How to Perform When the Room Doesn’t Work

Posted 08.18.2010

Kissarmy Not to get all prophetic or Inception on you, but today’s post is inspired by a dream I had last night. (Don’t worry, it’s nothing really weird or creepy.) So, I’m downtown somewhere and Kiss is supposed to be doing a concert (yes, I was a big fan in junior high). Turns out, though, that they’re playing in a department store window and the audience is out on the sidewalk watching through the glass. And it’s not the whole band, it’s just Gene Simmons singing a couple of songs by himself and his makeup doesn’t even look right. The crowd booed him off the stage (or out of the window) after two songs.

I have no idea why I had that dream (all of you Jungian analysts out there, I’d love to hear your theories). When I woke up, though, it reminded me of the many times when I’ve been booked as a speaker or presenter and shown up at the venue to find a room set up that was not at all optimal.  The situation has never been as bad as me being on one side of the window with the audience on the other (if you don’t include video conferences that is), but I have had some set-ups that have been close to that bad.

If you’ve spent very much time at all as a leader or presenter, you know how important the sense of connection between the speaker and the audience is to the success of the event. These days, audiences want to be engaged and interact with each other, the content and the speaker. The way the room is set up makes a big difference. My favorite is a nice, big space with round tables with the audience members sitting around the halves of the table facing the front of the room. I’ll have a nice size table up front for the projector, my notes and a bottle of water and a clip-on microphone that enables me to wander the room.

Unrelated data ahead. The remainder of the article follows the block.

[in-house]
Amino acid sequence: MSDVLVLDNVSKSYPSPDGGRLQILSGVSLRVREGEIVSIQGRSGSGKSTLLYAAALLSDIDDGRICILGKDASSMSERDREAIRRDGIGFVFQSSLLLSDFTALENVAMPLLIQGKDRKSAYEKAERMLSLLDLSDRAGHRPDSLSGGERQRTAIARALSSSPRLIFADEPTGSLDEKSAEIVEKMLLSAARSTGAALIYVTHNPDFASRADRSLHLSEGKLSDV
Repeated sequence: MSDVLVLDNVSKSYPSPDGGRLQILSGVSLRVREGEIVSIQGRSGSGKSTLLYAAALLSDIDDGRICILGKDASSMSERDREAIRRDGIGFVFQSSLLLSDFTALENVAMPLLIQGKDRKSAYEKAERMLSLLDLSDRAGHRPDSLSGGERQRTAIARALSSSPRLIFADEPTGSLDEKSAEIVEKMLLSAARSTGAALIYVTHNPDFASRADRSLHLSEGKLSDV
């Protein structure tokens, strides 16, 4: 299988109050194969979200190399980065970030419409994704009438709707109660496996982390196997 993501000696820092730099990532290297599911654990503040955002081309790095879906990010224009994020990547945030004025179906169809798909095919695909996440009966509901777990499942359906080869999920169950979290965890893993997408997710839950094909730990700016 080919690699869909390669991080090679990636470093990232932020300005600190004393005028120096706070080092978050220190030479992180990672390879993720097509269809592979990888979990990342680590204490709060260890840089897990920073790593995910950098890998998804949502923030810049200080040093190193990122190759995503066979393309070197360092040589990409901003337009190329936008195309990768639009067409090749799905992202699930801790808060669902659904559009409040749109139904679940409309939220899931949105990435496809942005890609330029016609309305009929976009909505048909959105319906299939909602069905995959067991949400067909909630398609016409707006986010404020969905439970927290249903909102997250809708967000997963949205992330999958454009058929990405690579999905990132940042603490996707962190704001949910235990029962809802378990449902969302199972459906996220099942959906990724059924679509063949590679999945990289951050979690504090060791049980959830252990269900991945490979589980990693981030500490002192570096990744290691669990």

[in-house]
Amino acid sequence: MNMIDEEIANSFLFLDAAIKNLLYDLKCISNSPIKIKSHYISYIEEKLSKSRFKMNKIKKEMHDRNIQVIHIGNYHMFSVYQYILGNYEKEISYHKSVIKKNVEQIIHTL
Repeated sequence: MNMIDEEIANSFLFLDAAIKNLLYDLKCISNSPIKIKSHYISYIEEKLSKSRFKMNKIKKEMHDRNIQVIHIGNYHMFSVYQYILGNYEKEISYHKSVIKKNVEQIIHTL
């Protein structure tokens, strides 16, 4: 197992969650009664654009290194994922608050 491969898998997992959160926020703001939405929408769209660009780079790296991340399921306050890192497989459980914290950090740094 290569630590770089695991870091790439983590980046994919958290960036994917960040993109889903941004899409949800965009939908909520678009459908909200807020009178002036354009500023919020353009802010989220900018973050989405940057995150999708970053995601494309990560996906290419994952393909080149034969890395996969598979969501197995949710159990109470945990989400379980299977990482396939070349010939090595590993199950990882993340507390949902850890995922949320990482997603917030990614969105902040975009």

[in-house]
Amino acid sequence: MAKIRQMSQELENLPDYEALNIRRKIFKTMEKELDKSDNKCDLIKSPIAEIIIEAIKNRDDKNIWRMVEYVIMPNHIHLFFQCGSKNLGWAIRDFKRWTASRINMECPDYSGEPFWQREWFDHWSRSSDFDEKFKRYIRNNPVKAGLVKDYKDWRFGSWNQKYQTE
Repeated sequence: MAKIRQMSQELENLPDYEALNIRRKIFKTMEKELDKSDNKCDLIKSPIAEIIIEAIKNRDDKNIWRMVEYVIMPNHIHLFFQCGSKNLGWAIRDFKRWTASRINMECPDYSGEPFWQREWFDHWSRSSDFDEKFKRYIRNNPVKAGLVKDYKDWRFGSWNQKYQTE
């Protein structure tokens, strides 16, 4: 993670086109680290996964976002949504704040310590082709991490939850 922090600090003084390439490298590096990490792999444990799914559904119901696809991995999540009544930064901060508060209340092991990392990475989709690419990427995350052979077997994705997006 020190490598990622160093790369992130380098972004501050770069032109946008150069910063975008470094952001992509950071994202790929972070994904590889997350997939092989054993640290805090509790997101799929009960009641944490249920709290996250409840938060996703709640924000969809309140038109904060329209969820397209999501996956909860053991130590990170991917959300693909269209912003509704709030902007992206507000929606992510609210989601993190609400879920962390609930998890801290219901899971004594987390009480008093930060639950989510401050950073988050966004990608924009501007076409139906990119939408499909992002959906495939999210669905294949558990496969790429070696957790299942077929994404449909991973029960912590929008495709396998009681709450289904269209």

Unfortunately, I rarely get everything I’d like in a room set up and you probably won’t either when you present. So what do you do to keep the connection going when the room doesn’t help? Here are five ideas that have worked for me over the years that I hope will work for you:

Have a Clear Picture: Before you even get to the room, have a clear picture in your mind of how you’d like the presentation to go. Be as specific as you can be with yourself about the optimal levels of energy and engagement in the room. That picture represents your goals for the event. If you’re clear on the goals, you’ll be able to be more creative and flexible about the different ways to reach them.

Get There Early:  I can’t count the number of times where I thought there was agreement between the meeting organizers and myself about how the room would be set only to find upon arrival that the reality did not meet the agreement. You don’t want to be walking in 5 or 10 minutes before you’re scheduled to start speaking and find that nothing you had planned around room setup is going to work. For major presentations, try to get there at least 30 minutes ahead of time so you can see and process what you have to work with.

Negotiate and Move If You Can:  Back in the days when I did a lot of group facilitation, we had a joke that the first thing you learn as a facilitator is how to move furniture. Often, when the room is not set in the way that you’d like, it can be improved with some relatively simple furniture moving. Don’t move without asking permission of the host. Take a moment to explain what you’re trying to do in the presentation and how the room set up can support that. My experience is about 80% of the time they’ll be willing to help you out.

Focus on the Audience Experience:  OK, so the worst case scenario is you get a crummy room and can’t make any changes. Suck it up, let it go and shift your focus to the audience experience. What outcomes are you trying to create for them? How do you need to show up and interact to make that outcome likely even in a crummy room?

Own the Energy:  Don’t let your pre-meeting fire drill shift your energy. Years ago, I got some great feedback from a client who had seen me speak several times in her organization. Her observation was that my energy was high when the audience’s energy was high and lower when theirs was lower. Her point was that her expectation was that my energy level would lead the audience not the other way around. That was a huge shift for me as a presenter. When you get out there to speak, there are going to be all kinds of things – including the room set-up – that could distract your energy. Don’t let them. Own the energy.

What about you? What have been your best and worst experiences as a presenter? What tips do you have on room set up or anything else that strengthens the connection with the audience?